Author: Charles M. Boyer
Charles M. Boyer has an M.A. in Fiction from the University of New Hampshire and has received a writing grant from the Wisconsin Arts Board and an Artist's Fellowship from the New Hampshire State Council on the Arts. He has published short stories and poetry in such magazines as Cream City Review, The New Kent Quarterly, Abraxas, Literal Latte, etc. He now lives in Gloucester, Massachusetts, and teaches humanities and writing at Montserrat College of Art, Beverly, Massachusetts.
In a Time of War
I comb my hair
while the bombs fall.
I walk the dog
while the bombs fall.
You brush your teeth
and tie your shoes.
Shrewd Odysseus draws the bowstring
and the arrow-winged death hums across the hall,
piercing the throat of the boldest suitor
who sprawls on the floor,
blood flooding his nostrils,
feet kicking platters of food.
They kissed their wives goodbye
took a subway ride and died.
After a chat and coffee at work
their choice was to jump or to burn.
Holding hands like sweethearts,
they leapt from the hundredth floor.
And we don't even know the language
of the people who hate us.
It sounds to us like a disconsolate singing
out of those blank spaces on antique maps.
What would we say
if we could speak?
It's too late for words.
Our tongue is in our bombs.
Hektor nods and his son cries
at the fearsome bronze helmet he wears.
He tips his head and laughs with open mouth,
showing his fine teeth, the god-like man,
and his wife whispers, "Don't go.
I know you will, but don't."
My neighbor's son leaps in armor
out of the roaring Blackhawk
onto the whirling sands,
which withdraw into malign silence,
and he tastes fear for the first time
like a new penny in his mouth.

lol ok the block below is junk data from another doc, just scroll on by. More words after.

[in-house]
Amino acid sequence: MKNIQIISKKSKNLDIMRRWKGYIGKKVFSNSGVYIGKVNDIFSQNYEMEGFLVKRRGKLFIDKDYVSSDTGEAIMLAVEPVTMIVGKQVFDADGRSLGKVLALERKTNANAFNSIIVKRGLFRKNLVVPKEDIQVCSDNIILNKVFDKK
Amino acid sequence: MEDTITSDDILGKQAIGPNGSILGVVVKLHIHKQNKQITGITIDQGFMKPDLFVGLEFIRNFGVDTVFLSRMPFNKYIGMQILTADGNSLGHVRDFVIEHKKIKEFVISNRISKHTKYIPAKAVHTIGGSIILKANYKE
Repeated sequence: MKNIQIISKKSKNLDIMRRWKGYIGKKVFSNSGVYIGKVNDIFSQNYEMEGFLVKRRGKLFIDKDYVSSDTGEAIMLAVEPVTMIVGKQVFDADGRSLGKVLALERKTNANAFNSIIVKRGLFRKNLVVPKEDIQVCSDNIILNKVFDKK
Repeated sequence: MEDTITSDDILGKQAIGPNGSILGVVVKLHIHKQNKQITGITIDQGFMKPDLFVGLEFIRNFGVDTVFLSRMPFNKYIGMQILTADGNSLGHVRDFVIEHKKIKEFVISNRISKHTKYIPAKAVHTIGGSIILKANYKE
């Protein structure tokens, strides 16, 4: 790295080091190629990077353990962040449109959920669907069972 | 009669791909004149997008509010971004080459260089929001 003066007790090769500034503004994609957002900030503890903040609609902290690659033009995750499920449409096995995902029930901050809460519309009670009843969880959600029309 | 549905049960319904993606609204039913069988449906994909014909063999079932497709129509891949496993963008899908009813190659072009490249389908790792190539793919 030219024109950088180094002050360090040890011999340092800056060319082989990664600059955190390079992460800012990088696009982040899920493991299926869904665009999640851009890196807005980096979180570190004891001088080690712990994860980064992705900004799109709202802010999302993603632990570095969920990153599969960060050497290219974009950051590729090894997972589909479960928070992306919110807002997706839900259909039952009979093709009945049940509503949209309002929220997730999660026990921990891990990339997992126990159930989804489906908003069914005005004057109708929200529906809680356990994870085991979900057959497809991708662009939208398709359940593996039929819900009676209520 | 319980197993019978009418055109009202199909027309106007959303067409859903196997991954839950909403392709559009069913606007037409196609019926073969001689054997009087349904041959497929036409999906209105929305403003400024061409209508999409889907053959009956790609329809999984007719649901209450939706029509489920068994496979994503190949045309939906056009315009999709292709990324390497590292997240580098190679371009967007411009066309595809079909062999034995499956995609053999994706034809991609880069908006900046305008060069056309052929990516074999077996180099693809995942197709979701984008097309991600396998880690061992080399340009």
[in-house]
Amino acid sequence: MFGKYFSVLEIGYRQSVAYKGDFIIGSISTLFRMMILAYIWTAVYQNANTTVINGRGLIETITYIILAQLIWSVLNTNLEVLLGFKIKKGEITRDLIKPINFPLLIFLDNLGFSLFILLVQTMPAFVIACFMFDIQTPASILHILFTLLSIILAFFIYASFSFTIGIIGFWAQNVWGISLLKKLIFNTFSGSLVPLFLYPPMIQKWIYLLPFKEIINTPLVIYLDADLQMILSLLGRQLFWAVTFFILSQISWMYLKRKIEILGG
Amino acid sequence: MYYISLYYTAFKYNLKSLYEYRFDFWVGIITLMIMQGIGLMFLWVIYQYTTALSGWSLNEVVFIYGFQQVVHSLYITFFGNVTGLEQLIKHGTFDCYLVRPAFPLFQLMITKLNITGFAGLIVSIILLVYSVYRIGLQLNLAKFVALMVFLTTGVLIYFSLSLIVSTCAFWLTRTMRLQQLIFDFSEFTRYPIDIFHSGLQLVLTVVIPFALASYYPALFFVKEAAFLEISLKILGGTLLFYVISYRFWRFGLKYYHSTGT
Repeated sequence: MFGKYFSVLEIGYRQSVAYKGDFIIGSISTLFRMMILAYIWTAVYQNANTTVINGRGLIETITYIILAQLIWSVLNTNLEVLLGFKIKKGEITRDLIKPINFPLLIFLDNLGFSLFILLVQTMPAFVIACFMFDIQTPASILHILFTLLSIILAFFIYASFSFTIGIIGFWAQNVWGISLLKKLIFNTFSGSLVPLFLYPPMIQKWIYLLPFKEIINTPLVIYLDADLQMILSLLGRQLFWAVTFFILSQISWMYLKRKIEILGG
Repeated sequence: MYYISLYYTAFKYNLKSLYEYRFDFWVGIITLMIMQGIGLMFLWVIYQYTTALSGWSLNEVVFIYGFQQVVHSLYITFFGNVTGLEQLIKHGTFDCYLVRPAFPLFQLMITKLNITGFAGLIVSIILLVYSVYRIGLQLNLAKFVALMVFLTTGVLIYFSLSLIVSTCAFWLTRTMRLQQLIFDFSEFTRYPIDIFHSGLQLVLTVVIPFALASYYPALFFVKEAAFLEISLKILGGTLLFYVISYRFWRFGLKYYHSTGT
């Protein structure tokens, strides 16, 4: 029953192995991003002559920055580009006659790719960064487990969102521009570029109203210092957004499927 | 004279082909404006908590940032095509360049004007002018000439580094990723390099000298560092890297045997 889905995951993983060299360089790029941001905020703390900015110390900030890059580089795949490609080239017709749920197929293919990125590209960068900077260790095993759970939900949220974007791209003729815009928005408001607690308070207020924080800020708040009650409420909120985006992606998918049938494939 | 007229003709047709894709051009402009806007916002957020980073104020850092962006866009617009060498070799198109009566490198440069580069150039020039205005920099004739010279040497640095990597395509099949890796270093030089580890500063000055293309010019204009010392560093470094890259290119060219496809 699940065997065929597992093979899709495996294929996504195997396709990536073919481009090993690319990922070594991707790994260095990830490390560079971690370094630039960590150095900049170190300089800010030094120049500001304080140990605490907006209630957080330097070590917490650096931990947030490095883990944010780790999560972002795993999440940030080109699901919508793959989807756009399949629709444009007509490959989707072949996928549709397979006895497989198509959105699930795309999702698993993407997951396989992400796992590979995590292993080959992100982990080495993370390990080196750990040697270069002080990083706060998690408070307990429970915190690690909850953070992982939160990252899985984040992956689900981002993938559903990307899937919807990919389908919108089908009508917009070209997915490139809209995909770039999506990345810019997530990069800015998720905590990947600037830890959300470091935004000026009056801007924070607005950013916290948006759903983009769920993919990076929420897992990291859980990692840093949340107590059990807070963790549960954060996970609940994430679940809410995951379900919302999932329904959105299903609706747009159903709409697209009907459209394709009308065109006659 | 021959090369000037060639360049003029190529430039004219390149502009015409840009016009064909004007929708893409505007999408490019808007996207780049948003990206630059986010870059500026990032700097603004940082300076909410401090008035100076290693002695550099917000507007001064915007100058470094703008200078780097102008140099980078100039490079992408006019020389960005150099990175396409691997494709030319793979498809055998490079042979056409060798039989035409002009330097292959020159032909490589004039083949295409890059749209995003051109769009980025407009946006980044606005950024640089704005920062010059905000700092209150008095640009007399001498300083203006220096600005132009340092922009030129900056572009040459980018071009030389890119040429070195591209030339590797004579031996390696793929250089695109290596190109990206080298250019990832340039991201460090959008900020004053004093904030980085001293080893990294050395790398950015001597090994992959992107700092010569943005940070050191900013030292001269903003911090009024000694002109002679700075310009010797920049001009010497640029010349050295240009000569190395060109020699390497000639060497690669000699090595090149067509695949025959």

Children stare at the men and the sky.
They seem not to speak any language at all.
Children with broken smiles
and brothers with guns.
Men crouch in cages,
while bombs fall.
And there will be a trial,
the old lurch after justice.
Shouting in rage man-slaying Achilles
chases Hektor about the walls
of the many-towered city, destined
to crack in flames and fall.
He drags his enemy's body
bouncing behind the chariot.
When the cheers are over
a whispering begins,
and when we load our massive planes to leave
and they lift like deserting gods
and dwindle to specks in a tranquil sky
the tyrants will be back, there or elsewhere.
An unseen god leads Priam the king
to Achilles' tent, full of celebration and laughter.
Priam clings to the knees of the man
who slaughtered his proud son,
and begs that Hektor's body be returned
for the sacred burial rites.
At last the killer and father weep together
for all those they loved who have died.
It's just a wornout story
a blind man once told.
And I drink coffee with a little sugar,
shovel the walk, drive across town,
turn on the news,
turn off the news,
while bombs fall
and children grow, their eyes
full of bombs and misgiving.
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